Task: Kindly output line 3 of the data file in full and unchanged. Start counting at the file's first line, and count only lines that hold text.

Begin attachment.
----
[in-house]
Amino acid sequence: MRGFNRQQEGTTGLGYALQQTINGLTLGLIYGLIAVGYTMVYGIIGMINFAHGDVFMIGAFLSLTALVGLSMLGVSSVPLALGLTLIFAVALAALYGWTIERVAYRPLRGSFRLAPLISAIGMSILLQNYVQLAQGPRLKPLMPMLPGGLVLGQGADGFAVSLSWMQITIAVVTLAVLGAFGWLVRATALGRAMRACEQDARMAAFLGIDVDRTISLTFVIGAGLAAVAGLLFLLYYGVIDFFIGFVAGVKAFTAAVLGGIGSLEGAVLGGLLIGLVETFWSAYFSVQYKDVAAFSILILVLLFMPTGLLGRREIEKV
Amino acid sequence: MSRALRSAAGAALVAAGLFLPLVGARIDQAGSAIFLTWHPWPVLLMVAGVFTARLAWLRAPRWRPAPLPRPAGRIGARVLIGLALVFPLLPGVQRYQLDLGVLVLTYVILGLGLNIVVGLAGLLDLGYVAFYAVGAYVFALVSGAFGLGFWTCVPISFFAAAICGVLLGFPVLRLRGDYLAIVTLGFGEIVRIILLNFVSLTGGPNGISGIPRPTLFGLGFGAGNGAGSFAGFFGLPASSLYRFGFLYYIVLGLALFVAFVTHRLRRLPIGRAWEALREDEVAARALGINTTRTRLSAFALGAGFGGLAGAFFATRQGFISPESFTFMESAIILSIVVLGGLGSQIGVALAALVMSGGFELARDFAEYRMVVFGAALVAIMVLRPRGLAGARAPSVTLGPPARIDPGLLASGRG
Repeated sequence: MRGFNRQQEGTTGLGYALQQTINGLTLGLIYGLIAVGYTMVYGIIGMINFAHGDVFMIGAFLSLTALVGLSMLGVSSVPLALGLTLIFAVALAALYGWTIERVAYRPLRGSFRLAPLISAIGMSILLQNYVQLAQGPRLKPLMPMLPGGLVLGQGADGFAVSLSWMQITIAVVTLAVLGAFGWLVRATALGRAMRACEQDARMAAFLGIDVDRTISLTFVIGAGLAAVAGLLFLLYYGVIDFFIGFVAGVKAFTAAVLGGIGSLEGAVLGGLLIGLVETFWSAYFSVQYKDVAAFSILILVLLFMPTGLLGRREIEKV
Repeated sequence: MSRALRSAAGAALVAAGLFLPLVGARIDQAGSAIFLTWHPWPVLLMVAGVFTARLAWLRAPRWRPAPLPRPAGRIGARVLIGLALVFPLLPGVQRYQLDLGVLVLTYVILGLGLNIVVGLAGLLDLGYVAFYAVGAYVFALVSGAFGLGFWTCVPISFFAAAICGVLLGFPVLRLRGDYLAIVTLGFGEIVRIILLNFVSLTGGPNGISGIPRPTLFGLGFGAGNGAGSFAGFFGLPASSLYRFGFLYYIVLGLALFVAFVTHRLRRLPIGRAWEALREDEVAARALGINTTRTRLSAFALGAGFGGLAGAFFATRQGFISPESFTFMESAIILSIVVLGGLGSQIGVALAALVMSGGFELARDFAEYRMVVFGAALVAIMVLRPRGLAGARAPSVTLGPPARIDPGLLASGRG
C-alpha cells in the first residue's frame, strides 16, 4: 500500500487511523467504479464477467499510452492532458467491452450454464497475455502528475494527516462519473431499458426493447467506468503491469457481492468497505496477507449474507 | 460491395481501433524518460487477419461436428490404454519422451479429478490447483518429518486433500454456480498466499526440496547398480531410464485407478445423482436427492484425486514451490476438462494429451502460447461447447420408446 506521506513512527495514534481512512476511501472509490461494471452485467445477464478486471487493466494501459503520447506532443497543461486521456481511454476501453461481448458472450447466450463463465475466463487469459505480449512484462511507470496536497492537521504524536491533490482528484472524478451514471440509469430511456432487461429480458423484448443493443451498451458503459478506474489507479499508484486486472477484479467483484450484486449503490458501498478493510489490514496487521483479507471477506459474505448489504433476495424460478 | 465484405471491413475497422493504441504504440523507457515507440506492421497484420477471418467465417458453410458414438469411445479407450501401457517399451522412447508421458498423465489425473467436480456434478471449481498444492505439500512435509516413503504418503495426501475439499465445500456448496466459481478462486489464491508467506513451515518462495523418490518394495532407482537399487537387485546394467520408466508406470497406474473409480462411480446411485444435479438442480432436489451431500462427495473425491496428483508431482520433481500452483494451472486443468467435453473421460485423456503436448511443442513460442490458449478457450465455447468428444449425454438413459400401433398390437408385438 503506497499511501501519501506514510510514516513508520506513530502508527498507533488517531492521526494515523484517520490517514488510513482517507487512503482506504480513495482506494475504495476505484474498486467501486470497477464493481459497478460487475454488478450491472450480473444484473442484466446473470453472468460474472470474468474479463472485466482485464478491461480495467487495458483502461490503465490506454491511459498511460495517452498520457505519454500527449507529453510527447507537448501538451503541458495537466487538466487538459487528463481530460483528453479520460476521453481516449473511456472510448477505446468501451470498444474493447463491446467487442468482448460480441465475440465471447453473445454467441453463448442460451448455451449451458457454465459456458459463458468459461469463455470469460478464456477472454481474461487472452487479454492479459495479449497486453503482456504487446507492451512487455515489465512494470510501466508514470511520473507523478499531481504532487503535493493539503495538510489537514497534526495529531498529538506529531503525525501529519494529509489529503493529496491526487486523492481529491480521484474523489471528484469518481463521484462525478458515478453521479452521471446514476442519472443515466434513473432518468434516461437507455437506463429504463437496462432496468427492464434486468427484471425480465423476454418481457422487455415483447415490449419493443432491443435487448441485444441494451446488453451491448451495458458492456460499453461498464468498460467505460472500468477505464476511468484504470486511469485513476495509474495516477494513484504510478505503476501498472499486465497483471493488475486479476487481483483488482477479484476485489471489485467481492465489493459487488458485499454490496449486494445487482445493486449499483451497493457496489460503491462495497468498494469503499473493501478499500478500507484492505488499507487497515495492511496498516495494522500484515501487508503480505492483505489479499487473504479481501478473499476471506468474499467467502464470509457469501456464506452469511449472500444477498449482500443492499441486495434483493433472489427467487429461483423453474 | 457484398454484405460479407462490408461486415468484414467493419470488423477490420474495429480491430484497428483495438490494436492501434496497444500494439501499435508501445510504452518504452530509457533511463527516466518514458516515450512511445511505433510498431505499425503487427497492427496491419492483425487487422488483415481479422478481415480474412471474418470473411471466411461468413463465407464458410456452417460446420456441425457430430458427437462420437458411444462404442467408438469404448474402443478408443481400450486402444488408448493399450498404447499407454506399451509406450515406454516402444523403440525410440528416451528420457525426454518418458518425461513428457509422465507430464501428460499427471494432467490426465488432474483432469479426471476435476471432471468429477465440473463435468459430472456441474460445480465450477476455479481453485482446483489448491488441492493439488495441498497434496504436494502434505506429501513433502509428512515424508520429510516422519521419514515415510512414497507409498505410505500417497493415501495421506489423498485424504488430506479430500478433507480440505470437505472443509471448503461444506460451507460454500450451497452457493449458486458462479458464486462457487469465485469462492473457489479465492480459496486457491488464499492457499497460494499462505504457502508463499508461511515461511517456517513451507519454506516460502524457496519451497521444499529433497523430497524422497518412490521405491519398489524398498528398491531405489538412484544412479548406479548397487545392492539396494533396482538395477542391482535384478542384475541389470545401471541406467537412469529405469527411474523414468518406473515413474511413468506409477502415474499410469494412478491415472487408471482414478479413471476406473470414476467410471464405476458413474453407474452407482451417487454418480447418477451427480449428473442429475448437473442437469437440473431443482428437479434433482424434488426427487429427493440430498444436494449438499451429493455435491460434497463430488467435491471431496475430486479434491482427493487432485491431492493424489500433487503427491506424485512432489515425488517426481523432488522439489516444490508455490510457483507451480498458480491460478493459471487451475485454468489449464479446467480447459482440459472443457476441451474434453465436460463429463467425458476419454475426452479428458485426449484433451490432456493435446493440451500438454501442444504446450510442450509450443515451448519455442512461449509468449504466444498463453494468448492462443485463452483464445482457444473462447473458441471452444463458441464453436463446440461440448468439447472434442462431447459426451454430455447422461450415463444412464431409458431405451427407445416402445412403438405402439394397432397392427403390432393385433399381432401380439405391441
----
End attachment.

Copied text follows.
Amino acid sequence: MSRALRSAAGAALVAAGLFLPLVGARIDQAGSAIFLTWHPWPVLLMVAGVFTARLAWLRAPRWRPAPLPRPAGRIGARVLIGLALVFPLLPGVQRYQLDLGVLVLTYVILGLGLNIVVGLAGLLDLGYVAFYAVGAYVFALVSGAFGLGFWTCVPISFFAAAICGVLLGFPVLRLRGDYLAIVTLGFGEIVRIILLNFVSLTGGPNGISGIPRPTLFGLGFGAGNGAGSFAGFFGLPASSLYRFGFLYYIVLGLALFVAFVTHRLRRLPIGRAWEALREDEVAARALGINTTRTRLSAFALGAGFGGLAGAFFATRQGFISPESFTFMESAIILSIVVLGGLGSQIGVALAALVMSGGFELARDFAEYRMVVFGAALVAIMVLRPRGLAGARAPSVTLGPPARIDPGLLASGRG